If Irish Derby Day no longer feels special, surely it is the occasion that needs work as much as the race itself. The recent switching of days and times can't have helped it to retain its identity and importance for racegoers.

Since Montjeu's time the resurgence of Ballydoyle in the Aidan O'Brien years has also occurred. The trainer won his first Irish Derby in 1997 with Desert King and has claimed another 14 victories since then. Has this domination aided the race's demise, or without the support of Coolmore would it have dwindled further? It is worth noting that between 1980 and 2000, the race was won by 14 non-Irish trained horses from 11 different stables. This century, that number has been reduced to four: Hurricane Run (trained in France), and Jack Hobbs, Hurricane Lane and Westover (from Britain). A reduction in overseas challengers is certainly an issue, but then there are not too many stables beyond Ballydoyle which regularly field a runner in the Derby at Epsom either. 

There are implications beyond Ireland for the race being shortened, including what effect it may have on the Eclipse, which last year was run six days after the Irish Derby. Admittedly, in 2023, both races were won by colts from Ballydoyle who would have been kept apart anyway. In Westover's year, he would surely have won the Irish Derby had it been over 10 furlongs, but would that have increased his commercial appeal enough to have pushed Chaldean aside? I don't believe so.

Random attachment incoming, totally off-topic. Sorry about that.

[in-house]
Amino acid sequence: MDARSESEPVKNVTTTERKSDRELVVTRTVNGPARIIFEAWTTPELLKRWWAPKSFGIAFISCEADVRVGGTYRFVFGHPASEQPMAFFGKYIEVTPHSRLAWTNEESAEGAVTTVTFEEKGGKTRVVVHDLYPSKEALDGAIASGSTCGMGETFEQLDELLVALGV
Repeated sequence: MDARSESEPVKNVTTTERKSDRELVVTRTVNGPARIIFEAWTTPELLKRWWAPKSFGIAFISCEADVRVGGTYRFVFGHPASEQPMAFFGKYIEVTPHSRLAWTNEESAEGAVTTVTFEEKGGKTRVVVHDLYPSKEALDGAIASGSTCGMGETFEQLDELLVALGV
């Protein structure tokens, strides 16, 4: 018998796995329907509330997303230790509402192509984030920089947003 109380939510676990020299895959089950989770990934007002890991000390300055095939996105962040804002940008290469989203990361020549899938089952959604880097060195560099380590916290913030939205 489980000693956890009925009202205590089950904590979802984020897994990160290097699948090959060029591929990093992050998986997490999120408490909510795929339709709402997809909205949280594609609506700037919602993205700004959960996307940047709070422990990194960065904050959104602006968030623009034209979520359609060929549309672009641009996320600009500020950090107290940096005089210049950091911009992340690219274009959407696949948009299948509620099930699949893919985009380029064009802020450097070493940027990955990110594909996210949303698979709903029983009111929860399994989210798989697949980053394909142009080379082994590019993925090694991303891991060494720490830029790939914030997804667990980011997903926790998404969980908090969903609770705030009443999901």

We are venturing towards a situation of the tail wagging the dog. We need a balance in our breeding because we need sprinters, we need milers, we need middle-distance horses and we need stayers. That is the beauty and the allure of racing in Europe: the variety, underpinned by Classic bloodlines in order to achieve the pinnacle of producing that rare horse who has the class and turn of foot to race over a mile and a half at the top level. Don't think for a moment that that's a slow horse.

It is a self-fulfilling prophesy that if we stop standing and using Derby winners and their like at stud, then sooner or later we won't be able to breed horses to run over that range of distances. In fact, it is easy to envisage the day when horses can barely stay the mile of the Guineas. Good luck then trying to sell our racing product overseas. Why would they want to buy the same horses they can breed at home? 

The two best horses in the world last year, Equinox (Jpn) and Ace Impact (Ire), both won major Group 1 races over 10 furlongs, but it hurt neither of their careers to win over a mile and a half. In fact, the Japan Cup and the Arc were respectively their crowning glories.

Ireland has a long way to go to return its once-special race to its halcyon days but it should try, whether through a different approach to race programming for budding middle-distance colts, breeder incentives, or a significant bonus connected to the Irish Derby for horses who have won a Classic elsewhere. But whatever else happens, do not shorten the Irish Derby.